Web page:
HEFT. Kindle is smaller and lighter. (An even smaller and cheaper version has just been announced, starting at $139 for wi-fi only.) It’s easier to read using only one hand (the other one can reach for your Corona) than with an actual paperback. With hardcovers, forget it: I’d much prefer reading a long book, like Stephen King’s UNDER THE DOME, on my Kindle. The iPad requires two hands (though turning the page with a finger-swipe is so much like using a real book that you have to smile the first time it happens), unless it’s in a sleeve that can let it rest on an angle. It’s heavier and clunkier. There’s a Kindle model with a larger screen, similar to the iPad, but I’m talking about my garden-variety Kindle 2. Round to Kindle.

ACCESS TO SOFTWARE. The Kindle store is far larger than Apple’s iBooks. Furthermore, there are free Kindle apps for PC, Mac, iPhone, iPad, BlackBerry, Android, and more. Downloading the Kindle for iPad app gave me instant iPad access to all the books Linda and I have already purchased or gotten free (nearly two million public-domain books are available for Kindle at no charge, as they also are for most other devices), the same access we have on each Kindle. In other words, if you buy an e-book from Amazon, you can read it on a variety of devices. With iBooks, as far as I can tell, you’re limited to Apple’s own stuff. There is no price advantage on bestsellers: the publishers who signed on with Apple’s “agency” model are selling newer e-books for $13-$15, sometimes even more than the physical paperback. Random House, the main holdout, still offers new bestsellers for $9.99 through its “wholesale” model – or, more accurately, the bookseller does, and as far as I can tell, Apple is matching Amazon’s prices. Advantage: Kindle.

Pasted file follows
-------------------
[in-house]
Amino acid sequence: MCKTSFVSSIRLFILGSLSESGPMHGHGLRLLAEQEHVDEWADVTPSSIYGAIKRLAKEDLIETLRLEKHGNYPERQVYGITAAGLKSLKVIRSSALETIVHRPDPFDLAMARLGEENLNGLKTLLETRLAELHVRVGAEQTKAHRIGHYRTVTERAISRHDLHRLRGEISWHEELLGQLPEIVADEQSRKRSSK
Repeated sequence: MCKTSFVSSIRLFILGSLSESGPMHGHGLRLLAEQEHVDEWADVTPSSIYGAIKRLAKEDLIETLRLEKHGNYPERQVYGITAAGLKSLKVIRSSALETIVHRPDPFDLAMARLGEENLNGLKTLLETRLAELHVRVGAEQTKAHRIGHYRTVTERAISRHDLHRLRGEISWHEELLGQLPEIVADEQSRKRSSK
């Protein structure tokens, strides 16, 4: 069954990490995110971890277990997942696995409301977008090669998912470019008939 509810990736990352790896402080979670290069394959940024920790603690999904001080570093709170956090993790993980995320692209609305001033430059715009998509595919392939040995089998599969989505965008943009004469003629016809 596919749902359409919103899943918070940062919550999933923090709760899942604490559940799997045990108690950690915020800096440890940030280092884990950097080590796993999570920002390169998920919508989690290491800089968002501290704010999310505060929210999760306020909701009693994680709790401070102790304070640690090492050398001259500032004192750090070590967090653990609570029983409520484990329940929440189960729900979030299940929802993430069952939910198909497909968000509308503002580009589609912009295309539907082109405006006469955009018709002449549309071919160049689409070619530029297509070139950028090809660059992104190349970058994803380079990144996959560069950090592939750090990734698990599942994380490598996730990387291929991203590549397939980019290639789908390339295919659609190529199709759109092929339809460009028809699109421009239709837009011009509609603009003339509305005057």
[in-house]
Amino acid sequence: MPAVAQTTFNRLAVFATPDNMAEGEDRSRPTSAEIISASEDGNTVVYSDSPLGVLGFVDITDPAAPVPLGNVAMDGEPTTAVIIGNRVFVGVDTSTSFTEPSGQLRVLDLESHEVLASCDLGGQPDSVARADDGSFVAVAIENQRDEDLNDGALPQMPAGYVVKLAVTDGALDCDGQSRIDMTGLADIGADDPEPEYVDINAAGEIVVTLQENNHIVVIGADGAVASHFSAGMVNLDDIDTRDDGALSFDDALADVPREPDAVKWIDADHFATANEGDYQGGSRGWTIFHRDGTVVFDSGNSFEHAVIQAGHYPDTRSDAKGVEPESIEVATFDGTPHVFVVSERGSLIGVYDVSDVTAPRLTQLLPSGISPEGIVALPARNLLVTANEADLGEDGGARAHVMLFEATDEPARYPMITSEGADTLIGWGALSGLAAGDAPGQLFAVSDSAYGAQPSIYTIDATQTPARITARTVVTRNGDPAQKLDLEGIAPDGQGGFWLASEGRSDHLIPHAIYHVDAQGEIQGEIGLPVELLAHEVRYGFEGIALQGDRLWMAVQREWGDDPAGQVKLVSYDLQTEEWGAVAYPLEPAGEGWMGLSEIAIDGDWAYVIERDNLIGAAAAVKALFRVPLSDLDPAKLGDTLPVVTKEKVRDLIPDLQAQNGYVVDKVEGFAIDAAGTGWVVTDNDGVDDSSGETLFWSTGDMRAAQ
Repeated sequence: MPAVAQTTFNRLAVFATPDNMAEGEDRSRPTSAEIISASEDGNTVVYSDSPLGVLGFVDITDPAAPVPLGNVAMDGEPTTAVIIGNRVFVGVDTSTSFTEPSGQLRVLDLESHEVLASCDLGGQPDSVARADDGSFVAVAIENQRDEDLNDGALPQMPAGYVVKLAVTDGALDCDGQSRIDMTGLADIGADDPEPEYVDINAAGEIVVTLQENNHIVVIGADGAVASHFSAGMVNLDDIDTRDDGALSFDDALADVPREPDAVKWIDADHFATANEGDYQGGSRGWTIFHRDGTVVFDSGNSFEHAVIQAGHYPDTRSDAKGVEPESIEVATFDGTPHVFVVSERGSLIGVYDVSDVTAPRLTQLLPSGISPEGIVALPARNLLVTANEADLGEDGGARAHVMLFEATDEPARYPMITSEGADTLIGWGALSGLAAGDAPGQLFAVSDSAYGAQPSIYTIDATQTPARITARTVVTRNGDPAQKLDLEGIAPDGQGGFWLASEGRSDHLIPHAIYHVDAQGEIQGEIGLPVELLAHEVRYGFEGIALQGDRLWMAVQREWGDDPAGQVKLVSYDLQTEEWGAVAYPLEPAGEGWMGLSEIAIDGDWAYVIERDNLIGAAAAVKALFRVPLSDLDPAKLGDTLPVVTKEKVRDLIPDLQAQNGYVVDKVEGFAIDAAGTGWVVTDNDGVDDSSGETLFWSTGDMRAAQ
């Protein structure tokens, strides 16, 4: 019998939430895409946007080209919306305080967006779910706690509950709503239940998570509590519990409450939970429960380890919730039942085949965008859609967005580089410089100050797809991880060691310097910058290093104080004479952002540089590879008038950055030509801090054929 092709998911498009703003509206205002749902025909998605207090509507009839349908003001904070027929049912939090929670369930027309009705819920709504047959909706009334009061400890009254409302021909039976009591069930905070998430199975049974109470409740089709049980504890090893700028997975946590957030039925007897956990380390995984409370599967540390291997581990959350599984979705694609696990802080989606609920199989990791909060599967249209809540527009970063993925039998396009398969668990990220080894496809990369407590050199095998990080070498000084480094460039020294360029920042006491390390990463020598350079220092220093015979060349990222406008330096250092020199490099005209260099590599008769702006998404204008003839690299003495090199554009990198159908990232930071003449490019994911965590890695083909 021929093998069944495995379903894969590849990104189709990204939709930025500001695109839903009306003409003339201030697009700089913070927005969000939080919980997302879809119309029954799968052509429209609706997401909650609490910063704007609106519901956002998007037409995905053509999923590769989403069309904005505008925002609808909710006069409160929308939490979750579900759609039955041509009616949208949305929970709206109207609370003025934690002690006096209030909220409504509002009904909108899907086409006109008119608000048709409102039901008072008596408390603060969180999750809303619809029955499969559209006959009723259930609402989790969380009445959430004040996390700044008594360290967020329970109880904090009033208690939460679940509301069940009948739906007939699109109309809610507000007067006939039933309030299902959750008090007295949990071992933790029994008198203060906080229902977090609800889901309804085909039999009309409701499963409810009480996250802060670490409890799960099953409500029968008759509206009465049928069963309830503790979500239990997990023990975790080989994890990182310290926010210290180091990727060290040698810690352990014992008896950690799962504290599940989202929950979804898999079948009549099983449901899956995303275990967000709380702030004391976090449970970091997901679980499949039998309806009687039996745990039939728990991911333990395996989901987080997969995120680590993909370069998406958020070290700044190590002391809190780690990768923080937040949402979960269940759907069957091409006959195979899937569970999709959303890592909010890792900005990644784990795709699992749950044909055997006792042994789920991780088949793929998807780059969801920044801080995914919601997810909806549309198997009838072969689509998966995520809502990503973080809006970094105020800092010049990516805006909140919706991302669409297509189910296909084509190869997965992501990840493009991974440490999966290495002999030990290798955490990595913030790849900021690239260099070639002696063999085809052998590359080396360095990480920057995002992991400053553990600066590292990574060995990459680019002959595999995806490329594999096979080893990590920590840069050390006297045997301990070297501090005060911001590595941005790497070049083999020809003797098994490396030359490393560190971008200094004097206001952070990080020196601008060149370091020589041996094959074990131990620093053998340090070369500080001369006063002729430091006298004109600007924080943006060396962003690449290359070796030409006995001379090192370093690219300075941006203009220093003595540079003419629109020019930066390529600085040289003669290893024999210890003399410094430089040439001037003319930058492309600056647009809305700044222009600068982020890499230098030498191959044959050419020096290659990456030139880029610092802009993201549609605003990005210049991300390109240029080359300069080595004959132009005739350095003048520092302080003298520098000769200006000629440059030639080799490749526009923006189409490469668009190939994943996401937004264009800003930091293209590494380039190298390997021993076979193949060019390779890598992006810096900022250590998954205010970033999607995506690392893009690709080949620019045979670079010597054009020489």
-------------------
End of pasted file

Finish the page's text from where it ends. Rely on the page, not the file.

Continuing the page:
CUTTING TO THE CHASE. The Kindle leans in and does one great thing: it makes it easy, convenient and cheap to read words. But if you want something more multi-purpose, you’re asking for something Kindle can’t do. The iPad’s very versatility hobbles it in some regards, but which device you choose absolutely depends on how you’re going to spend your time. If your main objective is to read or hear e-words, Kindle is the winner — and it’s still the best dedicated e-reader by far, even with all its new competitors, especially since we’re getting into mass-market pricing territory. $139 (for a new-generation, wi-fi-only Kindle) isn’t all that far from $99, and that’s where Santa tends to get involved. But if you want something closer to your laptop or netbook, something in between it and an e-reader, I have to recommend iPad – and they still cost hundreds of dollars. If money were no object, the solution would be simple: buy both a Kindle and an iPad. Download the Kindle for iPad app. Buy your books from the Kindle store, and take the Kindle with you on plane trips, or to the beach. Use the iPad to read those same books (or pick up where you left off on the Kindle) at home, indoors, especially late at night. However, if I have to choose only one, I still say the best value, and most proven performance, comes from the non-sexy, black-and-white, bookish, Kindle.

9/6/13: Must report that since this piece was posted in 2010, Amazon has come up with an inexpensive greyscale reading device called the Kindle Paperwhite, which solves the last remaining problem. It automatically adjusts for bright sunlight or a pitch-black room: you can use it anywhere, anytime. (Big fun in a train going through tunnels…you never lose focus!) That’s my default e-reader now and I take it everywhere. But for more sophisticated uses, it’s still the iPad.